Remember Michael Collins on the day he died

Excerpt from my book CELTIC LIGHTNING: Remembering Aug. 22, 1922. . . 100 years on.

We got lost in the dirt roads north of Clonakilty. We were looking, Sheena and I, for the spot where Michael Collins got killed in an ambush. According to historian Tim Pat Coogan, Collins was “the man who made Ireland.” For my purposes, he was the man who most clearly embodies Celtic independence in a Canadian mode. Collins represents one of the five bedrock values the Irish and the Scots brought to Canada. Culturally, politically, he is one of Canada’s ancestors. I wanted to know more about him. I wanted detail and texture. But first I needed context. . .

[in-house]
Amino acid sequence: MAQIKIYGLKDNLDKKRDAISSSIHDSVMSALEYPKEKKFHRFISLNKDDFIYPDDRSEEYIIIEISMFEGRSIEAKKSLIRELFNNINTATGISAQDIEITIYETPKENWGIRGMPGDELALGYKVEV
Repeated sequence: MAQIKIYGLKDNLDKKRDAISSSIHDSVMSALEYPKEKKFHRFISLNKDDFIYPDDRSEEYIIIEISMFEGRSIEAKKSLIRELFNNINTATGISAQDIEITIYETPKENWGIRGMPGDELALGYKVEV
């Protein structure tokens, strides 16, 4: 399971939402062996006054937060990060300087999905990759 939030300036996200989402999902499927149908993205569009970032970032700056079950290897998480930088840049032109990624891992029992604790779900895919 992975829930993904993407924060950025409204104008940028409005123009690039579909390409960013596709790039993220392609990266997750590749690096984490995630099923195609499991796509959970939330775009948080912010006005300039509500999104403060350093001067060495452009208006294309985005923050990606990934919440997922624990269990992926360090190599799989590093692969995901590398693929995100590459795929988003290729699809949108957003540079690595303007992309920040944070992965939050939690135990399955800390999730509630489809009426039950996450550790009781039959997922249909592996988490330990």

In February 1919, Collins contrived to free Eamon de Valera, the leader of the Sinn Fein political party, from England’s Lincoln Prison. Soon afterwards, de Valera set out for the United States to raise funds, leaving Collins, officially his minister of finance, to lead the war effort. By 1920, the British were offering ten thousand pounds—worth roughly half a million dollars today—for information leading to the capture of “the big fellow,” as Collins was now being called.

That November, the British Parliament passed an act partitioning the country, dividing it into Northern and Southern Ireland: six majority-Protestant counties and twenty-six majority-Catholic. The following July, they offered a truce to the rebels and the Irish accepted. More than 2,000 people had died—550 on the Irish side, 714 on the British, and 750 non-aligned civilians.